authors  connect with all forms of writing -- short stories, literary 
criticism, poetry,  comics, even interactive fiction or video! It just has to be 
wrapped up in epub,  and despite some anti-hype, epub is a great container 
for any content you want  to distribute digitally. 
3. Will people be able to buy books and read them on  Ibis?

We sure hope so. For us, it's critical that paid content  be almost as 
frictionless as free content. Anyone who's bought an ebook lately  (outside of 
the Kindle hardware ecosystem) knows that it's anything but  straightforward 
to buy digital books. So we won't go ahead until we're happy  with our 
4. Will publishers be able to sell books to Ibis users? 
We're definitely interested in talking to publishers who want to be able to 
 sell direct-to-consumer. That's been very successful for small to medium 
niche  publishers. 
5. How does _OPDS_ (http://code.google.com/p/openpub/wiki/OPDS)  work with 
OPDS is critical to discovering and acquiring books in a mobile context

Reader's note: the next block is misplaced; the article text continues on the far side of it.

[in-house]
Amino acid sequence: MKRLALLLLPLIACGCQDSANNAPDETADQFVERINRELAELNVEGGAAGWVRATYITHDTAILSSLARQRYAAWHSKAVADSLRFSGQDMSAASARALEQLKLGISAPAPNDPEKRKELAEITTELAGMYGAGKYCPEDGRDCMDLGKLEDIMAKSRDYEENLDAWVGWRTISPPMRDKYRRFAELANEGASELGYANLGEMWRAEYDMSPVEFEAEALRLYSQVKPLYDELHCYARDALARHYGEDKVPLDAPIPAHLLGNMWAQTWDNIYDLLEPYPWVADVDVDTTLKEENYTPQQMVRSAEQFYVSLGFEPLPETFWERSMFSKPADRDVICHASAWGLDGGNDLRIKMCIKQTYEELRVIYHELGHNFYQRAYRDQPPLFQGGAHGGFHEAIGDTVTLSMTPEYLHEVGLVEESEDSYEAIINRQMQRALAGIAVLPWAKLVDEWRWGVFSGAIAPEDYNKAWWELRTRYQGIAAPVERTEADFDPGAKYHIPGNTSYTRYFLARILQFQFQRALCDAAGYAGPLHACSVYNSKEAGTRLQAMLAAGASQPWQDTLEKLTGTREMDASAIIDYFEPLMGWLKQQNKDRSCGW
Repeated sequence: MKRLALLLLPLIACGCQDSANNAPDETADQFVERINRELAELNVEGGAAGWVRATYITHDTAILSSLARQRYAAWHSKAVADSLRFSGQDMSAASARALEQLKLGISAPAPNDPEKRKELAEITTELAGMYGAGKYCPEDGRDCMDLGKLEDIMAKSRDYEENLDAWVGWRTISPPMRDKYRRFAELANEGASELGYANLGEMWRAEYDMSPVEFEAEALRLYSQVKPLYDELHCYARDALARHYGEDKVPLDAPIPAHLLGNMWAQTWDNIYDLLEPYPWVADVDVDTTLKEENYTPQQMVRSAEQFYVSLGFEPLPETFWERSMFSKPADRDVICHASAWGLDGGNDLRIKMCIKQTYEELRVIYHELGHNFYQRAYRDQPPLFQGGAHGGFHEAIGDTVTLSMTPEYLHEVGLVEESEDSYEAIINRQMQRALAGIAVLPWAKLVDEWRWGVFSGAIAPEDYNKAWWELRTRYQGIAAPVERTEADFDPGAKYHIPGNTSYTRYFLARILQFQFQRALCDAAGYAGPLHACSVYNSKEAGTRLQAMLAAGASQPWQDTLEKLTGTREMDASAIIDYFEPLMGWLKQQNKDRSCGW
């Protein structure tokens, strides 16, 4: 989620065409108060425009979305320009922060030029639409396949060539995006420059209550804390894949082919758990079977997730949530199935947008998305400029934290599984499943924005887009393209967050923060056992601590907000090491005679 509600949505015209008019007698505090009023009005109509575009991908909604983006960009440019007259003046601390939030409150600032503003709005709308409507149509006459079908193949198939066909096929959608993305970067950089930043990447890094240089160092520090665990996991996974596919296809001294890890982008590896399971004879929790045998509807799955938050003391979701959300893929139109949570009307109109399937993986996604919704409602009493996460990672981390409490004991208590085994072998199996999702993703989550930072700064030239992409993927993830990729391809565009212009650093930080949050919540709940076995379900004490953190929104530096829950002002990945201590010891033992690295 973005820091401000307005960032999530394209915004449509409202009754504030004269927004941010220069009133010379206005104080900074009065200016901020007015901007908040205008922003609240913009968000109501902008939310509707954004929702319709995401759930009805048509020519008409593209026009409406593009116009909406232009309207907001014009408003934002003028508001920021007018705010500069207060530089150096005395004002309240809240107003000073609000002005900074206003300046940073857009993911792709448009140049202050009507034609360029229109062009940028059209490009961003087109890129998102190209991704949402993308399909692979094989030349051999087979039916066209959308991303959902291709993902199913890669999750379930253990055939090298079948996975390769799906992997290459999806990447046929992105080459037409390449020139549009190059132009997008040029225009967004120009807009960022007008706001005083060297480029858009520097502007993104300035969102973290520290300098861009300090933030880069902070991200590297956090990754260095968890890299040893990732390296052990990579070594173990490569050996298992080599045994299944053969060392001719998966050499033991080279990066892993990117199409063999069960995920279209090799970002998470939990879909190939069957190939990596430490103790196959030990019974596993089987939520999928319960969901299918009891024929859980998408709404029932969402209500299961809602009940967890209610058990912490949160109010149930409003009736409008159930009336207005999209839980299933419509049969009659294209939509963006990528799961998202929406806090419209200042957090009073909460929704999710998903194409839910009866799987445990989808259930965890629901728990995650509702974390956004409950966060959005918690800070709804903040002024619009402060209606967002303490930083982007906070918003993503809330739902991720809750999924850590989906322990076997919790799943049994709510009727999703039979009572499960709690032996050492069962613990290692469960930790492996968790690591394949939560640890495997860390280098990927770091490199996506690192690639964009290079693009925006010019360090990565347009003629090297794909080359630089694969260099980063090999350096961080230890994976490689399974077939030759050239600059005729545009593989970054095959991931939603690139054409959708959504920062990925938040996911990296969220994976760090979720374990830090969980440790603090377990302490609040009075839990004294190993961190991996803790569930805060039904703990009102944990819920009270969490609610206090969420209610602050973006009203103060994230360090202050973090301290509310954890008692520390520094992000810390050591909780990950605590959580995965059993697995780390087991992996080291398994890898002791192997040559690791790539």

where  people don't want to type and can't upload their own books. At launch, 
we'll use  OPDS similar to the way Stanza and Aldiko do: we browse public 
catalogs of free  content and let people get those books with just a click. The 
catalogs are  always up to date and provide great metadata, covers, etc., 
all in a  commonly-understood data format. 
Eventually, of course, we're interested in using OPDS to manage paid  
transactions, and we've got some other ideas about how OPDS can help people  
discover books outside of just browsing catalogs. 
6. What's so great about HTML 5? 
HTML5 has definitely been a wild ride. It's got weaknesses for sure -- Ibis 
 Reader on a mobile device definitely isn't as fast or as feature-filled as 
a  native app, and Android doesn't behave the same as the iPhone. There are 
 limitations we'd love to be able to overcome. On the other hand, it's a